A new study conducted on behalf of the federal government by University of Nebraska-Lincoln sociologists offers a sobering portrait of the lives of homeless youth across the United States.
More than half of the youth who participated in the study became homeless after a parent or caregiver told them to leave. More than half had slept on the street. More than 60 percent had been victims of violence while homeless. And, the average age for first becoming homeless was 15.
“It sheds a lot of light on what causes youth homelessness,” Melissa Welch-Lazoritz, who served as project director for the study, said. “And it sheds light on the services homeless youth need. “
Launched more than three years ago, the $427,500 study involved 873 youth ages 14 to 21 in 11 cities: New York City, Boston, Washington, Chicago, San Diego, Seattle and Minneapolis; and Austin, Texas; Omaha; Tucson, Arizona; and Port St. Lucie, Florida. It was conducted on behalf of the Administration for Children and Families in the U.S. Department of Health and Human Services.
Les Whitbeck, a sociology professor at UNL who has since taken emeritus status, was approached to conduct the study because of his reputation as an expert on homelessness. He is the author of two books on homeless youth, “Nowhere to Grow: Homeless and Runaway Adolescents and Their Families” (1999), and “Mental Health and Emerging Adulthood Among Homeless Young People” (2009), as well as many journal articles and book chapters on the topic.
Other UNL team members were Devan Crawford, director of research analysis, and Dane Hautala, a doctoral student in sociology.
“An important step toward ending youth homelessness is getting better data and getting a better understanding about why young people became homeless, what happens to them when they are homeless and what services they need,” said Mark Greenberg, acting assistant secretary for the Administration for Children and Families.
The study, which included survey questionnaires and focus groups of homeless youth, was conducted through agencies that had earned competitive federal grants to provide street outreach programs to homeless youth in each participating city. The agencies included Youth Emergency Services in Omaha, The Door in New York, and The Night Ministry in Chicago. Two interviewers and a part-time supervisor, trained by the UNL team, were hired at each location to conduct interviews and focus groups. Other participating agencies are listed in the report’s acknowledgements.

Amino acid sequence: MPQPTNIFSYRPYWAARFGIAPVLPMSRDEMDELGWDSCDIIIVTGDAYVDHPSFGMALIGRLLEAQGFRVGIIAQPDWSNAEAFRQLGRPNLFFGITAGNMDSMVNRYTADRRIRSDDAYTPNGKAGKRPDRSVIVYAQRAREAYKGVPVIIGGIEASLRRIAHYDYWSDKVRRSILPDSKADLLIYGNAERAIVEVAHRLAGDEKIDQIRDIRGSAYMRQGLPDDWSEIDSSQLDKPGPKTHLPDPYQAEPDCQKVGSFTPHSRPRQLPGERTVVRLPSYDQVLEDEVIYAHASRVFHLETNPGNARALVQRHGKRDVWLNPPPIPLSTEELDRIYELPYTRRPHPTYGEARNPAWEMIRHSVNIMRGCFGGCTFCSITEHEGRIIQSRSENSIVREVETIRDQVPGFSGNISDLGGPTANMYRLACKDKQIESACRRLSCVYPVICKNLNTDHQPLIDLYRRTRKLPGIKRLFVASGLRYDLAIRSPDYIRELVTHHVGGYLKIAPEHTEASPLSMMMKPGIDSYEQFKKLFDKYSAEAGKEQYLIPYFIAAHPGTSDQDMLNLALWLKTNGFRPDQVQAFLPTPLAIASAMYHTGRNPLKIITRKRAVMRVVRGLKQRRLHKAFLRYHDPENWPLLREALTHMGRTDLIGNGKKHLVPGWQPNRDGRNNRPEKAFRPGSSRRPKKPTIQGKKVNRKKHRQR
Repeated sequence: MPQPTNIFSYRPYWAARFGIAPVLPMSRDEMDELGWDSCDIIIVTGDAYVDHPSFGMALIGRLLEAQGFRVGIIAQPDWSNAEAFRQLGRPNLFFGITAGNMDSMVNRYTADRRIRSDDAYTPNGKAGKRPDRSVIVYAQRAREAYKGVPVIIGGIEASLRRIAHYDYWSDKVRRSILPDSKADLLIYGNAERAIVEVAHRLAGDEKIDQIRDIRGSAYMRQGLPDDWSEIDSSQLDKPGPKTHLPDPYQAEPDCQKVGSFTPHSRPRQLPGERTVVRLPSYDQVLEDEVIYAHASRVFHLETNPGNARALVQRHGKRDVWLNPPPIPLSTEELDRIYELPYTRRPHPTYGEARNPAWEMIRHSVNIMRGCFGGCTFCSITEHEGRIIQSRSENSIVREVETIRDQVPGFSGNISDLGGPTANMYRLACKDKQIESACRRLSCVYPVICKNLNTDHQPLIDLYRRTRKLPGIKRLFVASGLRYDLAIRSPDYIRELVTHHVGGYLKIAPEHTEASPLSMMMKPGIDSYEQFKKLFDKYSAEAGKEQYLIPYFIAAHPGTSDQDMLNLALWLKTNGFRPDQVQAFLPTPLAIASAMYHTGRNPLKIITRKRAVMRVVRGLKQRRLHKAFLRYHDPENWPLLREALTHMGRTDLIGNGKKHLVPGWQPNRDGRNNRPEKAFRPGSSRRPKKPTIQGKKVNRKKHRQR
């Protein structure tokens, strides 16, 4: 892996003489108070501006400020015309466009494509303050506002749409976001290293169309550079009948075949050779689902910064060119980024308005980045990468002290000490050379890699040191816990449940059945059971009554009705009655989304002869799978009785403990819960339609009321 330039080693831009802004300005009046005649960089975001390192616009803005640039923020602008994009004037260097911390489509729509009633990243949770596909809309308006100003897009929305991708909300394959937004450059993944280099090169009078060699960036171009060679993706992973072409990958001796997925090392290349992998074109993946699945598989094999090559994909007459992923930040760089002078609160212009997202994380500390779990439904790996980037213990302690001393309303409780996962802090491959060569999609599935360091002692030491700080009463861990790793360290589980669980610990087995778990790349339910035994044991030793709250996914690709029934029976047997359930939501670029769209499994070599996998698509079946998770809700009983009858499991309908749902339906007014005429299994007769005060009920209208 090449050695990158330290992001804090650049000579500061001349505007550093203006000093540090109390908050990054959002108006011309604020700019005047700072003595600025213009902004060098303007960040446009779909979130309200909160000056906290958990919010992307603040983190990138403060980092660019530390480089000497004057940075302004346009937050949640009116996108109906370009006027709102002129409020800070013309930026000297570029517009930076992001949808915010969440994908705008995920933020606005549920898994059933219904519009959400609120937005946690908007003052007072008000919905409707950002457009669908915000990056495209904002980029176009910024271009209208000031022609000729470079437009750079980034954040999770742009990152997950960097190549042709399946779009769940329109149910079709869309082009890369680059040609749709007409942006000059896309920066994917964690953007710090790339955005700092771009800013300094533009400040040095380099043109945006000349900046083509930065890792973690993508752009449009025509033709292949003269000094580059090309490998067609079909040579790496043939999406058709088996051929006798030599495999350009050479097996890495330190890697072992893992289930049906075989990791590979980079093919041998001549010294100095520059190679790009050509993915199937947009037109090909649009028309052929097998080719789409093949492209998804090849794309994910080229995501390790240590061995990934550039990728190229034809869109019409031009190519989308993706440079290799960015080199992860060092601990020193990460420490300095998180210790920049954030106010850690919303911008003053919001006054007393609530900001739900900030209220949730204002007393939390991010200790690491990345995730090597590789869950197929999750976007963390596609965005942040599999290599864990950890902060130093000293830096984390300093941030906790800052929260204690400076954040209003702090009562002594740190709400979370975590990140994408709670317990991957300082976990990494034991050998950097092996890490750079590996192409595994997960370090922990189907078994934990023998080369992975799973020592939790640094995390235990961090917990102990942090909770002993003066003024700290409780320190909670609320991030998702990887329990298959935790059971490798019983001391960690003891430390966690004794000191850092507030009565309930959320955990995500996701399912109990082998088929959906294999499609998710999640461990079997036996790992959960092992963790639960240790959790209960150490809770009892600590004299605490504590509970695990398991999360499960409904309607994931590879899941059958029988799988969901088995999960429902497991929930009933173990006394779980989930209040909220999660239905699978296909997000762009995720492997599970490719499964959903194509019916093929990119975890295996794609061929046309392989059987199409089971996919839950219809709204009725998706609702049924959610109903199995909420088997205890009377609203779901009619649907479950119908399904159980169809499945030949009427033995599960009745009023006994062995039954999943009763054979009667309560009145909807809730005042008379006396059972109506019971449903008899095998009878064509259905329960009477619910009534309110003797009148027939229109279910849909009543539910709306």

In an effort to draw out hidden homeless populations, the study used respondent-driven sampling, also called snowball sampling, to recruit 212 of the survey participants. Participants were offered $20 gift cards for participating in the survey and $10 gift cards for up to three peers they recruited for the survey. Welch-Lazoritz said the goal was to interview youth who might not ordinarily be found at homeless shelters or outreach agencies, perhaps because they are living temporarily with friends or sleeping in someone’s car.
Another 444 were chosen through convenience sampling, approached at shelters or other places where homeless people often congregate. In addition, a total of 217 youth participated in focus groups conducted at each site. Welch-Lazoritz said the focus groups were a strategy to learn about issues the researchers hadn’t considered.
“They were a way for homeless youth to tell us what they need without being prompted by a survey, to tell us in more detail, in their own words about the things we were missing,” she said.
Other key findings from the study:
About half had been in foster care;
Nearly 68 percent said they could not go home because their parents were unwilling to have them or because of family conflict;
Nearly 30 percent identified as gay, lesbian or bisexual. Nearly 7 percent identified as transgender;
Those with foster care history had been homeless more than 27 months on average, significantly longer than the average of 19.3 months for those who never had been in foster care;
1.3 percent said they couldn’t go home because their family was homeless;
24.1 percent said they had traded sex for money and 27.5 percent said they agreed to be sexual with someone so they could have a place to sleep. More than 20 percent had had a sexually transmitted infection and more than 46 percent of homeless girls and women had been pregnant;
Nearly 62 percent of participants reported symptoms associated with depression and nearly 80 percent reported symptoms of post-traumatic stress. More than 73 percent said they used alcohol; nearly 65 percent said they used marijuana and more than 37 percent reported using hard drugs.
However, participants also reported having personal strengths and strong relationships. Eighty-three percent said they had healthy self-esteem, and study participants reported they had people they could turn to, such as parents, relatives and friends. More than 45 percent said they had a romantic partner.
Welch-Lazoritz said the study emphasized the need for shelter and services tailored for youth. Among other things, youth told interviewers they needed a safe place to stay, a place to do their schoolwork or rest, and a place to do their laundry.